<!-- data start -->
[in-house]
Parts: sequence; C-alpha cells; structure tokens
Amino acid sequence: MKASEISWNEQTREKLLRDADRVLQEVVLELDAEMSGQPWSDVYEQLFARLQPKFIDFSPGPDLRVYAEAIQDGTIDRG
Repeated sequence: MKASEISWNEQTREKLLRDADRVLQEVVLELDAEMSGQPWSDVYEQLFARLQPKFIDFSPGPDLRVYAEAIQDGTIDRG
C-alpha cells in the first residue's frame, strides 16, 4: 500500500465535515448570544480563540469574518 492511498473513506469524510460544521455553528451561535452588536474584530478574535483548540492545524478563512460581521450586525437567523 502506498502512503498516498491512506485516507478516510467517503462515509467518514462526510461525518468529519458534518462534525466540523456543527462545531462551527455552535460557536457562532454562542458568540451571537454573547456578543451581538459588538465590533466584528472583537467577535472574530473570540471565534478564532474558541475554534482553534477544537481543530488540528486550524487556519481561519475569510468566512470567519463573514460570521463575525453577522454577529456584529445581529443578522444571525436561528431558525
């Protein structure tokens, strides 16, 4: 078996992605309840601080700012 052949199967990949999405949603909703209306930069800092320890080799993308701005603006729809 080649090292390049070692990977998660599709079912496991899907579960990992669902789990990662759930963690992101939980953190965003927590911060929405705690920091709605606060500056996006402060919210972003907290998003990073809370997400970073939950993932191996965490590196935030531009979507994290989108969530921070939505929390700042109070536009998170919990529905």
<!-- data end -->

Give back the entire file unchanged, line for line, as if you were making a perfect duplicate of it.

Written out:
[in-house]
Parts: sequence; C-alpha cells; structure tokens
Amino acid sequence: MKASEISWNEQTREKLLRDADRVLQEVVLELDAEMSGQPWSDVYEQLFARLQPKFIDFSPGPDLRVYAEAIQDGTIDRG
Repeated sequence: MKASEISWNEQTREKLLRDADRVLQEVVLELDAEMSGQPWSDVYEQLFARLQPKFIDFSPGPDLRVYAEAIQDGTIDRG
C-alpha cells in the first residue's frame, strides 16, 4: 500500500465535515448570544480563540469574518 492511498473513506469524510460544521455553528451561535452588536474584530478574535483548540492545524478563512460581521450586525437567523 502506498502512503498516498491512506485516507478516510467517503462515509467518514462526510461525518468529519458534518462534525466540523456543527462545531462551527455552535460557536457562532454562542458568540451571537454573547456578543451581538459588538465590533466584528472583537467577535472574530473570540471565534478564532474558541475554534482553534477544537481543530488540528486550524487556519481561519475569510468566512470567519463573514460570521463575525453577522454577529456584529445581529443578522444571525436561528431558525
């Protein structure tokens, strides 16, 4: 078996992605309840601080700012 052949199967990949999405949603909703209306930069800092320890080799993308701005603006729809 080649090292390049070692990977998660599709079912496991899907579960990992669902789990990662759930963690992101939980953190965003927590911060929405705690920091709605606060500056996006402060919210972003907290998003990073809370997400970073939950993932191996965490590196935030531009979507994290989108969530921070939505929390700042109070536009998170919990529905």